Having been a mediocre HS player, I would think at a professional level - and in their 20's - doesn't it sound actually FUN to have a chance to play different positions in a 162-Game, uber-long season?
It has to take some of the monotony out of the job and keep you on your toes.
In fact, the best manufacturing floor job satisfaction training theories include job rotation as a way to improve employee satisfaction.
I hope Maddon can keep it going.
(It's usually KK, because his DNA is more like ours.)
Not just Maddon, but the organization as a whole. If the rumors are to be believed, they did a good job of letting Baez learn that he needed to change his approach, and Baez has done a good job listening to their instructions an adapting. Hopefully the same is true of Alomar, who is ripping up AAA.
Previous management teams haven't been as good at this (e.g. Corey Patterson).
Man, this team makes you greedy. Going into Pittsburgh -- with Cole vs. Hammel Game 1 -- I was hoping for 2 out of 3. After winning the first 2 games 14-3, I now want a sweep. Same thing happened in STL. Very, very fun.
Repeating myself, but I give Maddon a lot of credit for Baez's success. Instead of talking about monster HRs and high K totals, he has talked up his defense, versatility and being a "special" player. The kid seems to have responded.
BOB: The attendance has taken a big hit since you left.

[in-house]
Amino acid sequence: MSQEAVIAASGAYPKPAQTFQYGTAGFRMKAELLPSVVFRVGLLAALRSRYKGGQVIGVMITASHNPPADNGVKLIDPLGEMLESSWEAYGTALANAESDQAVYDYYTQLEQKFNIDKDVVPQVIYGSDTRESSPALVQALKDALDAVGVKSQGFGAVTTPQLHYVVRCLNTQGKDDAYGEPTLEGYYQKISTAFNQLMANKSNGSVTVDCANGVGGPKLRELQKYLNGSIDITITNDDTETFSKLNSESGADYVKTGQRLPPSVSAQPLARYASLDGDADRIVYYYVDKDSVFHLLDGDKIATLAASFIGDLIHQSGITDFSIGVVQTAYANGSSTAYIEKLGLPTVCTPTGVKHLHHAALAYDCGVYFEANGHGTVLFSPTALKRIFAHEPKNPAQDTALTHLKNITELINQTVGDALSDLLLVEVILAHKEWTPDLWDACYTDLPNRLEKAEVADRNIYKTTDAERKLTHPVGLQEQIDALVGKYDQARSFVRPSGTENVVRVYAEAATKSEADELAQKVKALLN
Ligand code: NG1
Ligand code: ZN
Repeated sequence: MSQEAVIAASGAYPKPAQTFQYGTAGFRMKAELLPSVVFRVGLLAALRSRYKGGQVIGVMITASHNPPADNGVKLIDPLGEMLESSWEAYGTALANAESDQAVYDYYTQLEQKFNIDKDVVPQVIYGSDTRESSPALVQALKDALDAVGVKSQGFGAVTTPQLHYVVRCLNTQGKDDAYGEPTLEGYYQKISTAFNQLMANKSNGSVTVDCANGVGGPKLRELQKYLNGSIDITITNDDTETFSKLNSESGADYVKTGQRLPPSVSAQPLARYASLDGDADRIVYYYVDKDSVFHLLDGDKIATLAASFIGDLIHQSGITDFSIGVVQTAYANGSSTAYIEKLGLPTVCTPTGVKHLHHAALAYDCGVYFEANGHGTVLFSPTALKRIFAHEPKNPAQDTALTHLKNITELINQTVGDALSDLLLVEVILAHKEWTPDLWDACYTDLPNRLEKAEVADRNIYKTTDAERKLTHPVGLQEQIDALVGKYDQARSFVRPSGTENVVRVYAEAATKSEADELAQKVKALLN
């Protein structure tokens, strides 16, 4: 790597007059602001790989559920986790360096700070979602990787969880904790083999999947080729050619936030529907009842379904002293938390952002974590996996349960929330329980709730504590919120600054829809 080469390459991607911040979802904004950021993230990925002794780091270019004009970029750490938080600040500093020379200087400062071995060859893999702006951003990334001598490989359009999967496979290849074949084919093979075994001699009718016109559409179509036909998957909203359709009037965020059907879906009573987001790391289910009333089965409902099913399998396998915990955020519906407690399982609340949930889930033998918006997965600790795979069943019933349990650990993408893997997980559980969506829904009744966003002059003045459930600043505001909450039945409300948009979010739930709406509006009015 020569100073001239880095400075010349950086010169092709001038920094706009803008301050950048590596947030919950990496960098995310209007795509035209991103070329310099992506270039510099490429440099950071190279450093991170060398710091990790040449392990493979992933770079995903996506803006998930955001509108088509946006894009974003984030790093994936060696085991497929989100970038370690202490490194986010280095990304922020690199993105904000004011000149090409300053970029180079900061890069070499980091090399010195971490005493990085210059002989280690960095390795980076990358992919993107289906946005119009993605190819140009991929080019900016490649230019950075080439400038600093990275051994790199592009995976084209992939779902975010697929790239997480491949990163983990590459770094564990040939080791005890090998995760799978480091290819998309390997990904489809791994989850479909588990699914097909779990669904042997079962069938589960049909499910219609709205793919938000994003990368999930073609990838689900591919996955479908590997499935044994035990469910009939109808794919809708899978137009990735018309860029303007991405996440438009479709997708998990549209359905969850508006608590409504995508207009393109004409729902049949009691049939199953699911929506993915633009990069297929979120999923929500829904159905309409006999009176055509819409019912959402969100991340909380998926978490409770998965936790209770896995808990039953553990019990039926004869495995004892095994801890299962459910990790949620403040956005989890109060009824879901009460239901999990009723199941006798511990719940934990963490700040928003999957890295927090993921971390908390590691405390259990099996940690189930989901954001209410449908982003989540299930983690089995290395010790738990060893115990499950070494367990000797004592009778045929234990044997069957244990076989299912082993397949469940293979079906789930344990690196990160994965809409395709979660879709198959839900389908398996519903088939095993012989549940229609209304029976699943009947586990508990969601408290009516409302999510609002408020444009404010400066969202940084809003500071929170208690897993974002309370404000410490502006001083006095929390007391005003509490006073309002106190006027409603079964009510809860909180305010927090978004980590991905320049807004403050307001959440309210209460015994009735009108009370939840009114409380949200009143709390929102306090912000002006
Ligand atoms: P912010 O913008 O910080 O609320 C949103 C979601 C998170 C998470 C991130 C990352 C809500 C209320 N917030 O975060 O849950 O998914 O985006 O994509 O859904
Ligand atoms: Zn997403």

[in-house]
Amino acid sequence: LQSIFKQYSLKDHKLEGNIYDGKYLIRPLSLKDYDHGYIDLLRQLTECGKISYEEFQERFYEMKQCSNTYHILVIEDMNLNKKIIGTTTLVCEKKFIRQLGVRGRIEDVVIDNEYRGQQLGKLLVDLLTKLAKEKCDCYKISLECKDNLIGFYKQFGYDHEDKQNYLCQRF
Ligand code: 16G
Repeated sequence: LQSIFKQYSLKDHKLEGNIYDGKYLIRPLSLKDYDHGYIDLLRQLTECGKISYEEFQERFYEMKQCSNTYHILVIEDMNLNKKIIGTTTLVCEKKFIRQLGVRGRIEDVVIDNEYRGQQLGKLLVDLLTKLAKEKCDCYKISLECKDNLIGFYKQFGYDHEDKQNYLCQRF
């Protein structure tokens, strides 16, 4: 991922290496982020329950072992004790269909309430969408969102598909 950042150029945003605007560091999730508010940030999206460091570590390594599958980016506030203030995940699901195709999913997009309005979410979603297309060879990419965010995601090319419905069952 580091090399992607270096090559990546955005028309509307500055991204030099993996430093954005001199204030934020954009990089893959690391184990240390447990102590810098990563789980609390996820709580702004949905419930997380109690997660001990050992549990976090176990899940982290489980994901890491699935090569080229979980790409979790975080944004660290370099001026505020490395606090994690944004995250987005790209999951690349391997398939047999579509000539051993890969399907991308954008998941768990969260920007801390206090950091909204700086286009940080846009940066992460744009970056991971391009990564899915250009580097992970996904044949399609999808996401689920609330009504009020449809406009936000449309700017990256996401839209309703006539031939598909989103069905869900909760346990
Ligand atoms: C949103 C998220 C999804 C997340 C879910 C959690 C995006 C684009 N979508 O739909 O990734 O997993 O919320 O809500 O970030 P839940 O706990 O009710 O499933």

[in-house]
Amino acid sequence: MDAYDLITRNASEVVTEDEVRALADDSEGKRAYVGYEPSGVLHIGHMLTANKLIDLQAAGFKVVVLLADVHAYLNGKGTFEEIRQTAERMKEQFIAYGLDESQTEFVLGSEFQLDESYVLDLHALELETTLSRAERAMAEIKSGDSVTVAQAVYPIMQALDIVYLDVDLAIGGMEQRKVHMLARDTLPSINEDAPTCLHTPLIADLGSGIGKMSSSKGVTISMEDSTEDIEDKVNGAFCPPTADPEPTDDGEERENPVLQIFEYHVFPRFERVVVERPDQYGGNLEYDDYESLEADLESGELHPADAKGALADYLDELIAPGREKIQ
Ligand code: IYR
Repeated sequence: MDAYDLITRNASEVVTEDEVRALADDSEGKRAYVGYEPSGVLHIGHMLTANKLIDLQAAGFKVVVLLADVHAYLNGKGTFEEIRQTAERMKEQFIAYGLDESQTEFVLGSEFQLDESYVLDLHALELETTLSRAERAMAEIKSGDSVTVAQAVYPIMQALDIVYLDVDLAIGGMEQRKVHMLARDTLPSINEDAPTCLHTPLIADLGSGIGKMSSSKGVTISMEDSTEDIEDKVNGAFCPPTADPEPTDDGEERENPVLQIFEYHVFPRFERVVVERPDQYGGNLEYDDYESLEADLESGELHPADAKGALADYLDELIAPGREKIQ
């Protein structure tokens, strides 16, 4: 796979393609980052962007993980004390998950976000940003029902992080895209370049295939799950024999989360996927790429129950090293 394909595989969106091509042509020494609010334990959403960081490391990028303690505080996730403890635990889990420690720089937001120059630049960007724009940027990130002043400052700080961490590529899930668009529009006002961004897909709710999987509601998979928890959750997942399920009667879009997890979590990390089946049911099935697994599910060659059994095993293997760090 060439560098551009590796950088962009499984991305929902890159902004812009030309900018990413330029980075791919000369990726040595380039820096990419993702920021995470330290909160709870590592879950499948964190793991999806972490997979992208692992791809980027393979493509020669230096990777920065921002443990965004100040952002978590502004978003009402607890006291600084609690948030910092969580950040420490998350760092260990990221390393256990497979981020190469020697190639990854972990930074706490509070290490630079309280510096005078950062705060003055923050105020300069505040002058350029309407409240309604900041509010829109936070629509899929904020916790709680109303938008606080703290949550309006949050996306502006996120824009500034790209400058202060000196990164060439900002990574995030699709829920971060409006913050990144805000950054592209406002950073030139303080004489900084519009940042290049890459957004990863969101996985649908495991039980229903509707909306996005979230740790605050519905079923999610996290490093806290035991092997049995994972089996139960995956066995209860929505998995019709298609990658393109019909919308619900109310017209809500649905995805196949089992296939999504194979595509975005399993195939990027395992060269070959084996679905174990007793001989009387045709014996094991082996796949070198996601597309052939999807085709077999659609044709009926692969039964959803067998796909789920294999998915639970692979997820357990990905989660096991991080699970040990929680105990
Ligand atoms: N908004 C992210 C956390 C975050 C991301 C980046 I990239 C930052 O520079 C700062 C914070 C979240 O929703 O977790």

K-DUB: I think the Cubs might consider skipping Dylan Cease past South Bend and starting him at Myrtle Beach next season, especially if he gets some time at South Bend this season and pitches well there. As a southern kid with TJS history, pitching at Myrtle Beach in April is probably a lot more attractive than pitching in South Bend, but Cease can't go to Myrtle Beach if he isn't ready for Hi-A.
His story makes him someone I completely root for to succeed but it's interesting that he's not succeeding in the way anyone thought when he was just a prospect. Great defense and contact instead of power. I think failing so glaringly and getting sent back down might have been the best thing for him and his ego.
He still swings at too many balls out of the strike zone but he's making a lot more contact on them which I think is helped by the less violent swing. So we might not get all the HRs we were expecting but I'll gladly take what he's giving.
"KingKongVsGodzilla"? So - was there a winner?
Baez is looking like a pretty special player.
Love checking TCR for your writeups. Quick question - any of these 2015 positional IFAs stand out to you yet? I'm most specifically referring to Kwon, Sierra, Paredes, and Amaya, but I know there's a couple other guys from that class in EXST as well.
bored...looking at stats for the hell of it...
felix pena (26yo) moving to the pen in AAA is looking like an insanely good fit so far in a smallish sample size
13ip 4h 3bb 20K
remembering back to spring training he was regularly hitting mid-90s (though he didn't have a good spring stats-wise). as a starter in the minors he usually worked low-90s.
this could be an arm worth keeping an eye on even if he's only a 1-inning guy who was "demoted" to the pen to start the year.
Phil, historically this front office has been patient with their prep pitchers keeping their IP low and moving them one level at a time. I know I'm getting ahead of myself, and you may not be able to formulate an opinion on this, but you've seen a lot of pitchers over the years, so...
also, after tonight's loss, STL is 13-14.
also also, the wsox are 19-8.